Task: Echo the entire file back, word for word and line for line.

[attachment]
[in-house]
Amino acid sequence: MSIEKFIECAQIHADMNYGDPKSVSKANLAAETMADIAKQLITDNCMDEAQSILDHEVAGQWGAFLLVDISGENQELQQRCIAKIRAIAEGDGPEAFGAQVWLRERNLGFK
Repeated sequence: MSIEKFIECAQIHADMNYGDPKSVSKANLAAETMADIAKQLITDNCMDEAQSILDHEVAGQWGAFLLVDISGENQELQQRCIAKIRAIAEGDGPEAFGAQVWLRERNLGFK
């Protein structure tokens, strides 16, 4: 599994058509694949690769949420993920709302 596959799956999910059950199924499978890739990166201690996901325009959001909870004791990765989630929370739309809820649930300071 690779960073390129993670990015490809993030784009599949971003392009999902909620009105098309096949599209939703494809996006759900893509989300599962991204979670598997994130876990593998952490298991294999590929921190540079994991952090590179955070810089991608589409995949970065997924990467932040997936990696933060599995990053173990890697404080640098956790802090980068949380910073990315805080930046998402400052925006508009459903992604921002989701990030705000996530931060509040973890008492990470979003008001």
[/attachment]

[in-house]
Amino acid sequence: MSIEKFIECAQIHADMNYGDPKSVSKANLAAETMADIAKQLITDNCMDEAQSILDHEVAGQWGAFLLVDISGENQELQQRCIAKIRAIAEGDGPEAFGAQVWLRERNLGFK
Repeated sequence: MSIEKFIECAQIHADMNYGDPKSVSKANLAAETMADIAKQLITDNCMDEAQSILDHEVAGQWGAFLLVDISGENQELQQRCIAKIRAIAEGDGPEAFGAQVWLRERNLGFK
């Protein structure tokens, strides 16, 4: 599994058509694949690769949420993920709302 596959799956999910059950199924499978890739990166201690996901325009959001909870004791990765989630929370739309809820649930300071 690779960073390129993670990015490809993030784009599949971003392009999902909620009105098309096949599209939703494809996006759900893509989300599962991204979670598997994130876990593998952490298991294999590929921190540079994991952090590179955070810089991608589409995949970065997924990467932040997936990696933060599995990053173990890697404080640098956790802090980068949380910073990315805080930046998402400052925006508009459903992604921002989701990030705000996530931060509040973890008492990470979003008001």